I absolutely adore the English language with all of its ups and downs, twists and turns, astounding hyperboles and alliterative inclinations. And let's not forget the puns! However, it's no secret that the language can be a tad… discombobulating for new students, anyone who's learning English as a second language, and native speakers alike.

To show you what we mean, the literature-loving philology fans here at Bored Panda have collected the most hilarious and honest examples of people showing how frustrating the English language can be for them. Have a read below, upvote your fave posts, and remember to share your own experience with the exciting journey that is learning English.

During an earlier interview, I spoke to Dr. Lisa McLendon about the difficulties that foreign students face when learning English, as well as how to keep our linguistic skills sharp. Dr. McLendon is the News and Information Track Chair at the University of Kansas School of Journalism and Coordinator at the Bremner Editing Center.

According to Dr. McLendon, a lot of the difficulties that foreign students face depend on the languages that they already know. Those who know languages similar to English in their structure and logic will have an easier time.

“For students whose native language lacks articles (a, an, the), articles are by far the hardest category of words to master. Verb tense/aspect is also really hard—the difference between ‘I read,' ‘I am reading,' and ‘I do read' is nonexistent in many other languages,” the language expert explained.

Just memorizing common words doesn't help overcome these linguistic barriers. What needs to happen is for the student in question to completely shift their mindset. That and practice things until the quirks of the English language become second nature to them.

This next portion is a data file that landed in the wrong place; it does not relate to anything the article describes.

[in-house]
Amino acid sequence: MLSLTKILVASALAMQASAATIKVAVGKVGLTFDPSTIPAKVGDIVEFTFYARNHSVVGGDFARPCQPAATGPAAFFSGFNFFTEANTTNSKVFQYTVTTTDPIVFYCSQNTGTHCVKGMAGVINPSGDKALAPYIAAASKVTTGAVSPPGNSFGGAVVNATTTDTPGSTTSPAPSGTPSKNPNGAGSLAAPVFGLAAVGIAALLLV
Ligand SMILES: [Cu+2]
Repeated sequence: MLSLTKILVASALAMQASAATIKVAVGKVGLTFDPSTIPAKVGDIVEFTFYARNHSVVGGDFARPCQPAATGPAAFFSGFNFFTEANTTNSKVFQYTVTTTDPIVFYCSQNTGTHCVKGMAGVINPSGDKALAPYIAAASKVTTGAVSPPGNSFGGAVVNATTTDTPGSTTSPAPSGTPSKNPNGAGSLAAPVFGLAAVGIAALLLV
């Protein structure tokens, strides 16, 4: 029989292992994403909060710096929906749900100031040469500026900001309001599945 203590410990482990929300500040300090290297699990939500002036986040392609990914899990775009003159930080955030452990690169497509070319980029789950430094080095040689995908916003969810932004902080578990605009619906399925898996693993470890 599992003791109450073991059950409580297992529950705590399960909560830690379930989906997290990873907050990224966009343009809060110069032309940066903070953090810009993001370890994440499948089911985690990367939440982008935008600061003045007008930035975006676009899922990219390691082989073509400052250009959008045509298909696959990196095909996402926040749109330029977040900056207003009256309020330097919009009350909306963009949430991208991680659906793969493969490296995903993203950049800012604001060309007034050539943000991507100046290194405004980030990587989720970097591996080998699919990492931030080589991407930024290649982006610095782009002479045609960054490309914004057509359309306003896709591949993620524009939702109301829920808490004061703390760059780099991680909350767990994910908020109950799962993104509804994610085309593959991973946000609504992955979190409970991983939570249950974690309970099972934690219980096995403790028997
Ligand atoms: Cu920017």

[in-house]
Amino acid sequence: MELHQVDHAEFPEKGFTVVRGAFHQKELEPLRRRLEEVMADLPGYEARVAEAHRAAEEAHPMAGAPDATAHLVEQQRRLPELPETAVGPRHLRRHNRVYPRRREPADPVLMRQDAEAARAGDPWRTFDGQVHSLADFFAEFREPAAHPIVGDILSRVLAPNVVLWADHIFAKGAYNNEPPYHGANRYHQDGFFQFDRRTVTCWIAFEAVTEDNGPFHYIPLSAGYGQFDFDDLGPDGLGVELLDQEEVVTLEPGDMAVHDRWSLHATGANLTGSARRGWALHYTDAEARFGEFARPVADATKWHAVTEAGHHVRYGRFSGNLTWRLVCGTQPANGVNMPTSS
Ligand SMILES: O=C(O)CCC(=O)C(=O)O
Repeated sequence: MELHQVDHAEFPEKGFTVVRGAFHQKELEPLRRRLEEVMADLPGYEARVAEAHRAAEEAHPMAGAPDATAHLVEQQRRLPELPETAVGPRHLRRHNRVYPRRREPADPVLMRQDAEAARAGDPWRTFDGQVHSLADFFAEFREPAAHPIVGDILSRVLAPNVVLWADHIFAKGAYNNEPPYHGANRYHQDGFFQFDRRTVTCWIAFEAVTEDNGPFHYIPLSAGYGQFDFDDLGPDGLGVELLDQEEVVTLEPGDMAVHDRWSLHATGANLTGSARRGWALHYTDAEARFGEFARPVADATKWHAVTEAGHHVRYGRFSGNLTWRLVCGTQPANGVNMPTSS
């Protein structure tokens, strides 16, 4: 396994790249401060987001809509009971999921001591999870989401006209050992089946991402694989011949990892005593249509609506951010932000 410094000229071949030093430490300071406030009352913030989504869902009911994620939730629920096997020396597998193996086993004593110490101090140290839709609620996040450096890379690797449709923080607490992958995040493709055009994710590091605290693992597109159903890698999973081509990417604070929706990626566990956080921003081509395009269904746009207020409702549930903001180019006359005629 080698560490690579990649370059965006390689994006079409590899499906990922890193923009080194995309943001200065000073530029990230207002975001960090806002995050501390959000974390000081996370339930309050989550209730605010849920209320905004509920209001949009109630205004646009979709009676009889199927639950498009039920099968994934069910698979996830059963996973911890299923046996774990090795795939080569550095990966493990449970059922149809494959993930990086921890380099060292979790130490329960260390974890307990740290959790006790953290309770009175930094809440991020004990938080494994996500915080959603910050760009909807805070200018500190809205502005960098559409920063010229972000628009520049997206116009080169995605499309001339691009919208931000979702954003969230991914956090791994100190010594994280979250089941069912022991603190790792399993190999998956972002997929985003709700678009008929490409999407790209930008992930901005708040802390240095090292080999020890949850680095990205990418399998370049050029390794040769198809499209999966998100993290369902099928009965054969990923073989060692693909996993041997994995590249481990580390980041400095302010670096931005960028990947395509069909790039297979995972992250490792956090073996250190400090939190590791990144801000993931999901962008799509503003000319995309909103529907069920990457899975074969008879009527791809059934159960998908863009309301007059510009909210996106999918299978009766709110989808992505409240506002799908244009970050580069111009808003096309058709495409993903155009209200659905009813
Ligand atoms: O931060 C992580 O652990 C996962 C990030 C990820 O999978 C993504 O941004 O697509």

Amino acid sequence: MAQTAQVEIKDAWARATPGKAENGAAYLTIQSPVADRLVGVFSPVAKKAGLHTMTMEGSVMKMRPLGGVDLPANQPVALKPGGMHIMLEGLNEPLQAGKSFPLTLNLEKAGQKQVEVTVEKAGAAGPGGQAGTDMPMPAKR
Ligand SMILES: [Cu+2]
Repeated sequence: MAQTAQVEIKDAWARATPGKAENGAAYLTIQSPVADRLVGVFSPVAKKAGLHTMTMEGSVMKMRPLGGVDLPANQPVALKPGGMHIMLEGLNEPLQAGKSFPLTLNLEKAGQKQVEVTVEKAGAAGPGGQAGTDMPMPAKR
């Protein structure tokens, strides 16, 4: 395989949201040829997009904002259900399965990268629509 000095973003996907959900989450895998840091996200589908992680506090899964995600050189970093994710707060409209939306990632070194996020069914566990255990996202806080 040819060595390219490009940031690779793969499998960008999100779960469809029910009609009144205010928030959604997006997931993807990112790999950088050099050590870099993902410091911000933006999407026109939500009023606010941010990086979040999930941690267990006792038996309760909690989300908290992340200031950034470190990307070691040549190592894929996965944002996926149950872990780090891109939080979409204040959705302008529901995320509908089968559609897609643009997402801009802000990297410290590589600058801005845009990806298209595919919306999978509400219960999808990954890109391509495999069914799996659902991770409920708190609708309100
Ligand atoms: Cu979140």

“These don't pose any difficulties for native speakers who use them correctly without even thinking about it,” Dr. McLendon said about the linguistic nuances.

It's not just foreign speakers that have issues with the language, though. The professor highlighted that in her experience as an editor and an educator, she found that native speakers have trouble with past passive participles in speech (e.g. saying ‘I had went').

What's more, when it comes to writing, native speakers have issues with punctuation, homophones (e.g. peek vs. peak), and misplaced modifiers.

Dr. McLendon suggested that nobody rest on their laurels. Learning's a lifelong mission and improving our English skills is no exception. And if we want to keep our minds well-honed and our quills sharp, then we're going to have to get some good habits under our belts.

“Read! Read widely and frequently. Read magazines, newspapers, novels, even cereal boxes,” the language expert told Bored Panda. “But be careful when scrolling through social media, which although it can give you a good idea of current slang and shorthand, it's often not a great model of clarity, accuracy, or good grammar.”

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When it comes to pronunciation, though, Dr. McLendon pointed out that both native speakers and foreign students alike have problems with it. Especially when we're talking about less common words like ‘epitome.'

“I've known lots of people who learned words by reading, not by hearing, and so had no idea how they were pronounced. But for people learning English, pronunciation can be a real nightmare,” the professor said.

“We have words that are spelled similarly but pronounced differently (bomb/comb/tomb) and words that are spelled differently but sound the same (peek/peak/pique). Plus, English has a lot of words that have silent letters, which can be confusing.”

Dr. McLendon was candid that English is much more chaotic than other languages in terms of how spelling reflects pronunciation and vice versa. “English is a Gallic overlay on a Germanic base, plus it has borrowed liberally from languages all around the world throughout its development,” she told Bored Panda.

“When a word comes into English, where it comes from, and when a spelling gets standardized all affect how a word is written in relation to how it sounds. Other languages may not be exactly ‘spelled like it sounds' but have set patterns of how pronunciation does not correspond with spelling.”

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